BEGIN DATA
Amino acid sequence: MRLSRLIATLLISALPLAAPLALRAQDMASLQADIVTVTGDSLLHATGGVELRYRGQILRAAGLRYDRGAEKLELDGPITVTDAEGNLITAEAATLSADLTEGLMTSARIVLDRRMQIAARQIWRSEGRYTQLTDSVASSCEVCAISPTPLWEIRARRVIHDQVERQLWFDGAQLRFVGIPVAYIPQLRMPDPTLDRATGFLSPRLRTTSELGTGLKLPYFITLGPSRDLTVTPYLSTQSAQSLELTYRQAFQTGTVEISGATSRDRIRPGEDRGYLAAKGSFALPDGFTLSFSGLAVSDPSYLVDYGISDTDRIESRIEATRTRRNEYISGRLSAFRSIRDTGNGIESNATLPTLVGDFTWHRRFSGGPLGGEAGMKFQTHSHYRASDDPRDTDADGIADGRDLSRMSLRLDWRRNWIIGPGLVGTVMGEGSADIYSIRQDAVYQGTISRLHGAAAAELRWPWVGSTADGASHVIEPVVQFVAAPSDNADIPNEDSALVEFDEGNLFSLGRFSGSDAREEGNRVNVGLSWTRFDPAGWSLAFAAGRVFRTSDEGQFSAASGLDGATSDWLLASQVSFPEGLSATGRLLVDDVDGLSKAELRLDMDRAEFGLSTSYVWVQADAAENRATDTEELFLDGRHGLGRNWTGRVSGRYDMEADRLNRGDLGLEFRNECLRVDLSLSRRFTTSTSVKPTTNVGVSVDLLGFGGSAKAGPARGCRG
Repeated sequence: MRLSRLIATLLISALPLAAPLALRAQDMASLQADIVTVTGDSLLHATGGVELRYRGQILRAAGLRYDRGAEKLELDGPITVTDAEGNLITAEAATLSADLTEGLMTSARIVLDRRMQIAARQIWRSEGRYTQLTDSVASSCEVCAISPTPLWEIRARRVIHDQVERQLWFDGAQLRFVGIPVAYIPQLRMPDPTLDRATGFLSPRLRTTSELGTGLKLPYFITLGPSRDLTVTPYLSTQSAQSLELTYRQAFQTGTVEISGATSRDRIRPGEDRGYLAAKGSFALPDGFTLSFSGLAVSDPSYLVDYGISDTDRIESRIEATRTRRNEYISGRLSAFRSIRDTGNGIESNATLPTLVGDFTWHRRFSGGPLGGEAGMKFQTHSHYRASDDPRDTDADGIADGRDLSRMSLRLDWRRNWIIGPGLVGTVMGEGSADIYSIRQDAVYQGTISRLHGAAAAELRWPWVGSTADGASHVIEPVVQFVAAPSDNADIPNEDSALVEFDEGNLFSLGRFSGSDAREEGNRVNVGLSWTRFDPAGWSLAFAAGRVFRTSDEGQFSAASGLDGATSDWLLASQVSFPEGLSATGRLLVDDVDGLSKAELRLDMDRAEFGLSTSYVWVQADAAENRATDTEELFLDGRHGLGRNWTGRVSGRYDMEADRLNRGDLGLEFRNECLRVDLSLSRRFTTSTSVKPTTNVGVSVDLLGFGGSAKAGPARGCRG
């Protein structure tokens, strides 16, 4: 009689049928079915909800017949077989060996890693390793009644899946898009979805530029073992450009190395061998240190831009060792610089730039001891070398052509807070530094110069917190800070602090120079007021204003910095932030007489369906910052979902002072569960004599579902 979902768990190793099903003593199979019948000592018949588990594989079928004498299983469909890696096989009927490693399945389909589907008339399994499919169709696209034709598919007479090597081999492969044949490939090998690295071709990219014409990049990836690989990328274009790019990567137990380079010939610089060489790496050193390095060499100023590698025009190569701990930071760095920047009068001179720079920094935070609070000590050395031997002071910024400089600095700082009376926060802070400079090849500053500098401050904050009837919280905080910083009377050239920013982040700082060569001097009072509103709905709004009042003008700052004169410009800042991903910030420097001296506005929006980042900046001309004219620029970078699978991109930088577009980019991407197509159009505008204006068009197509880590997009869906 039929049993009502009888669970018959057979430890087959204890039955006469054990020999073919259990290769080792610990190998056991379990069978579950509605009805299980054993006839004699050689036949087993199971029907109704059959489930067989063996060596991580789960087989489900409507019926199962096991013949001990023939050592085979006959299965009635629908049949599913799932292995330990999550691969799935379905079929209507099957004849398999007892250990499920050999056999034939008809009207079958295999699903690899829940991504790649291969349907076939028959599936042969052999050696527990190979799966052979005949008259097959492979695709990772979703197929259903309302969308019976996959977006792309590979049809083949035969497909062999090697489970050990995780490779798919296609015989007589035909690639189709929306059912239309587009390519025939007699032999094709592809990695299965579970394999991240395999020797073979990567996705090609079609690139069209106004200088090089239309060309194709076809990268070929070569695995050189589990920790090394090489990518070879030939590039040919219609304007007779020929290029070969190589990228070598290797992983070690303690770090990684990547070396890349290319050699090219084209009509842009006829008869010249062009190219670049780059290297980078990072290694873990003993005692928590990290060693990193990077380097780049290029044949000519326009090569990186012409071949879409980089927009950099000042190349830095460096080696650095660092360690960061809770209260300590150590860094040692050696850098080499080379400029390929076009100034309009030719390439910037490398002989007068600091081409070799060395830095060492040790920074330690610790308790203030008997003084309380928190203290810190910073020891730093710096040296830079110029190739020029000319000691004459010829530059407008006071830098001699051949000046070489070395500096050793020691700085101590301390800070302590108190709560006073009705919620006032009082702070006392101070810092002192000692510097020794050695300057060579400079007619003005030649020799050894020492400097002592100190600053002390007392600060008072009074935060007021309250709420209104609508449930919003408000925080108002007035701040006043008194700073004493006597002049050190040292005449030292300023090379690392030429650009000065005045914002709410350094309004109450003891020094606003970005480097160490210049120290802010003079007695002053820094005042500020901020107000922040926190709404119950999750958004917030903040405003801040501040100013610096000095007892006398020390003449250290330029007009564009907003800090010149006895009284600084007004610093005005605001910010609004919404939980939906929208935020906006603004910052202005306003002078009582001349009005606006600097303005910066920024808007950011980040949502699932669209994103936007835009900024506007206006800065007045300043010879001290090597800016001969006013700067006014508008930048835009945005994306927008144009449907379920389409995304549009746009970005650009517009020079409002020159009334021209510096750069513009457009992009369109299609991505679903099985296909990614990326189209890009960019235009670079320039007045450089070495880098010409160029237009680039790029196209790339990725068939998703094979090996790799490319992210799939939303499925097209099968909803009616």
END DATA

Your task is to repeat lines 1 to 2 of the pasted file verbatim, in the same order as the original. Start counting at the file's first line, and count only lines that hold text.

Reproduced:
Amino acid sequence: MRLSRLIATLLISALPLAAPLALRAQDMASLQADIVTVTGDSLLHATGGVELRYRGQILRAAGLRYDRGAEKLELDGPITVTDAEGNLITAEAATLSADLTEGLMTSARIVLDRRMQIAARQIWRSEGRYTQLTDSVASSCEVCAISPTPLWEIRARRVIHDQVERQLWFDGAQLRFVGIPVAYIPQLRMPDPTLDRATGFLSPRLRTTSELGTGLKLPYFITLGPSRDLTVTPYLSTQSAQSLELTYRQAFQTGTVEISGATSRDRIRPGEDRGYLAAKGSFALPDGFTLSFSGLAVSDPSYLVDYGISDTDRIESRIEATRTRRNEYISGRLSAFRSIRDTGNGIESNATLPTLVGDFTWHRRFSGGPLGGEAGMKFQTHSHYRASDDPRDTDADGIADGRDLSRMSLRLDWRRNWIIGPGLVGTVMGEGSADIYSIRQDAVYQGTISRLHGAAAAELRWPWVGSTADGASHVIEPVVQFVAAPSDNADIPNEDSALVEFDEGNLFSLGRFSGSDAREEGNRVNVGLSWTRFDPAGWSLAFAAGRVFRTSDEGQFSAASGLDGATSDWLLASQVSFPEGLSATGRLLVDDVDGLSKAELRLDMDRAEFGLSTSYVWVQADAAENRATDTEELFLDGRHGLGRNWTGRVSGRYDMEADRLNRGDLGLEFRNECLRVDLSLSRRFTTSTSVKPTTNVGVSVDLLGFGGSAKAGPARGCRG
Repeated sequence: MRLSRLIATLLISALPLAAPLALRAQDMASLQADIVTVTGDSLLHATGGVELRYRGQILRAAGLRYDRGAEKLELDGPITVTDAEGNLITAEAATLSADLTEGLMTSARIVLDRRMQIAARQIWRSEGRYTQLTDSVASSCEVCAISPTPLWEIRARRVIHDQVERQLWFDGAQLRFVGIPVAYIPQLRMPDPTLDRATGFLSPRLRTTSELGTGLKLPYFITLGPSRDLTVTPYLSTQSAQSLELTYRQAFQTGTVEISGATSRDRIRPGEDRGYLAAKGSFALPDGFTLSFSGLAVSDPSYLVDYGISDTDRIESRIEATRTRRNEYISGRLSAFRSIRDTGNGIESNATLPTLVGDFTWHRRFSGGPLGGEAGMKFQTHSHYRASDDPRDTDADGIADGRDLSRMSLRLDWRRNWIIGPGLVGTVMGEGSADIYSIRQDAVYQGTISRLHGAAAAELRWPWVGSTADGASHVIEPVVQFVAAPSDNADIPNEDSALVEFDEGNLFSLGRFSGSDAREEGNRVNVGLSWTRFDPAGWSLAFAAGRVFRTSDEGQFSAASGLDGATSDWLLASQVSFPEGLSATGRLLVDDVDGLSKAELRLDMDRAEFGLSTSYVWVQADAAENRATDTEELFLDGRHGLGRNWTGRVSGRYDMEADRLNRGDLGLEFRNECLRVDLSLSRRFTTSTSVKPTTNVGVSVDLLGFGGSAKAGPARGCRG